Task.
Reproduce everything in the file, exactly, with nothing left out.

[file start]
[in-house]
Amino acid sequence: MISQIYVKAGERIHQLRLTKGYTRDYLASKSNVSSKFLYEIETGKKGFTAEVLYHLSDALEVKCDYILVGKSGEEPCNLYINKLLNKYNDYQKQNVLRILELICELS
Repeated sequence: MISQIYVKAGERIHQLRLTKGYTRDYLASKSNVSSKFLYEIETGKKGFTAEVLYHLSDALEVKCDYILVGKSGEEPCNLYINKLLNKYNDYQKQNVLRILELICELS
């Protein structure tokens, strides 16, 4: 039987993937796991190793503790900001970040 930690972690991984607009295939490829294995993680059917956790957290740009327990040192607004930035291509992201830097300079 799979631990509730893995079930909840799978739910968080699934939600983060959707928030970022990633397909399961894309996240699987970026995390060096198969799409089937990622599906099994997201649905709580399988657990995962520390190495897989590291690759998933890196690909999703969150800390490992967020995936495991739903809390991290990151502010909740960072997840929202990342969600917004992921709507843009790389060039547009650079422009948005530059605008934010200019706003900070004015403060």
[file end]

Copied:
[in-house]
Amino acid sequence: MISQIYVKAGERIHQLRLTKGYTRDYLASKSNVSSKFLYEIETGKKGFTAEVLYHLSDALEVKCDYILVGKSGEEPCNLYINKLLNKYNDYQKQNVLRILELICELS
Repeated sequence: MISQIYVKAGERIHQLRLTKGYTRDYLASKSNVSSKFLYEIETGKKGFTAEVLYHLSDALEVKCDYILVGKSGEEPCNLYINKLLNKYNDYQKQNVLRILELICELS
């Protein structure tokens, strides 16, 4: 039987993937796991190793503790900001970040 930690972690991984607009295939490829294995993680059917956790957290740009327990040192607004930035291509992201830097300079 799979631990509730893995079930909840799978739910968080699934939600983060959707928030970022990633397909399961894309996240699987970026995390060096198969799409089937990622599906099994997201649905709580399988657990995962520390190495897989590291690759998933890196690909999703969150800390490992967020995936495991739903809390991290990151502010909740960072997840929202990342969600917004992921709507843009790389060039547009650079422009948005530059605008934010200019706003900070004015403060």